Mississippi’s attorney general accused Johnson & Johnson of using a “misplaced” petition to the U.S. Supreme Court to delay a looming trial over allegations that the company failed to warn consumers of a possible link between its talcum powder and ovarian cancer.
In response to J&J’s petition seeking to reverse a lower court decision allowing the state of Mississippi’s lawsuit to proceed, Attorney General Lynn Fitch urged the justices on to reject the petition, saying that the lower court’s decision does not have the sweeping precedential impact that J&J claims.
“Petitioners’ arguments — on alleged lower-court division, the importance of those questions, and more — are misplaced,” Fitch wrote. “Petitioners’ attempts to delay this case as trial approaches also counsel against this court’s intervention.”
The Supreme Court of Mississippi had found in April that the state’s 7-year-old lawsuit is not preempted by the U.S. Food and Drug Administration’s authority over cosmetic warning labels.
J&J told the justices on Aug. 30 that the Mississippi high court ruling deepened “entrenched circuit splits” over when federal regulations preempt state law enforcement. But Fitch countered that the argument is a red herring and that the state Supreme Court ruling dealt with a very narrow question about FDA rulemaking.
The attorney general said J&J’s delay tactic is obvious given the company’s recent attempt to pause thousands of talc liability lawsuits across the country by spinning off its cosmetic talc unit into bankruptcy.
J&J has sought to apply its Chapter 11 automatic stay to the Mississippi case, filing a notice of bankruptcy with the Supreme Court on Oct. 18. But Fitch said that as a governmental enforcement action, her lawsuit is not subject to a bankruptcy hold.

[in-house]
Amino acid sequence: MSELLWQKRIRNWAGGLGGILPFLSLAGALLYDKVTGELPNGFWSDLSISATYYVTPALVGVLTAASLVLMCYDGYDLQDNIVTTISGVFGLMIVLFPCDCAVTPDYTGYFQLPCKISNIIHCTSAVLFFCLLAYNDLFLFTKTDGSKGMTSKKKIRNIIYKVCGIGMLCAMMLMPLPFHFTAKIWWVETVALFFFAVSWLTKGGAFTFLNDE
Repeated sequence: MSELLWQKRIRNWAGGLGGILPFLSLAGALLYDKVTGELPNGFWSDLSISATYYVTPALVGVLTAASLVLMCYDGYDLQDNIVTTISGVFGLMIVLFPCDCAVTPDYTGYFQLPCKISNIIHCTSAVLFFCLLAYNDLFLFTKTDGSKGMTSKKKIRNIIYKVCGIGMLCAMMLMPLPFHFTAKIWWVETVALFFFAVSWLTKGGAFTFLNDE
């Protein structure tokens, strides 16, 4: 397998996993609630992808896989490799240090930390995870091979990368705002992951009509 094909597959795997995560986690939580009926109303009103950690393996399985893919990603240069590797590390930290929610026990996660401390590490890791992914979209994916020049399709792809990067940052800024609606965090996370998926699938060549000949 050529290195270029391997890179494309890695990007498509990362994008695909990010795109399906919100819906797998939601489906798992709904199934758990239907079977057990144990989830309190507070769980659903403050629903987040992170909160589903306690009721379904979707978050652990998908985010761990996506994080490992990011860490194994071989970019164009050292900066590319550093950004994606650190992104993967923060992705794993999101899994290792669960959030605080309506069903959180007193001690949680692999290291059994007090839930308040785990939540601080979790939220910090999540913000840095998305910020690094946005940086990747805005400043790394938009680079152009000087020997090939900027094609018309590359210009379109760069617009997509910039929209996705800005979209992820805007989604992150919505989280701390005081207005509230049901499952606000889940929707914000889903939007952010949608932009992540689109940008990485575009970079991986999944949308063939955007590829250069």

“Petitioners apparently take the position that that bankruptcy-court filing means that their petition for certiorari can remain pending for years,” Fitch wrote. “But the Bankruptcy Code’s stay provision exempts cases like this one … This court should not condone petitioners’ effort for further delay.”
The dispute dates back to 2014, when then-Mississippi Attorney General Jim Hood sued J&J for false advertising and insufficient labeling. Hood said J&J failed to inform Mississippi residents about scientific evidence linking the perineal use of talc with an increased risk of ovarian cancer — the theory underlying a surge of suits against the company in recent years.
Hinds County Chancellor J. DeWayne Thomas denied J&J’s attempt to squash the suit in December 2018. The company appealed straight to the Mississippi Supreme Court, arguing that the attorney general’s lawsuit was preempted by the FDA’s 2014 decision not to issue a warning label flagging reported links between talc and ovarian cancer.
The Mississippi high court sided with the attorney general, finding that this 2014 decision was not the sort of official rule that falls under the Food, Drug and Cosmetic Act’s preemption provisions. To qualify for preemption, the state justices said, the rule would have to have gone through a public notice-and-comment period.
In its petition to the U.S. Supreme Court, J&J said the Mississippi opinion set two dangerous precedents: It wrongly analyzed the FDCA based on an assumption that preemption didn’t apply, and it took the stance that all federal agency actions must go through a notice-and-comment period in order to preempt state law.
But Fitch said that neither of these allegations is true. The Mississippi court reached its conclusion by simply interpreting the language of the FDCA, and the court’s stance on federal rulemaking applied only to the FDA and not other agencies, she said.
“Just reading the Mississippi Supreme Court’s opinion shows that neither question that petitioners identify is presented,” Fitch wrote. “No matter what might be said about those questions, this case is not a vehicle for resolving them.”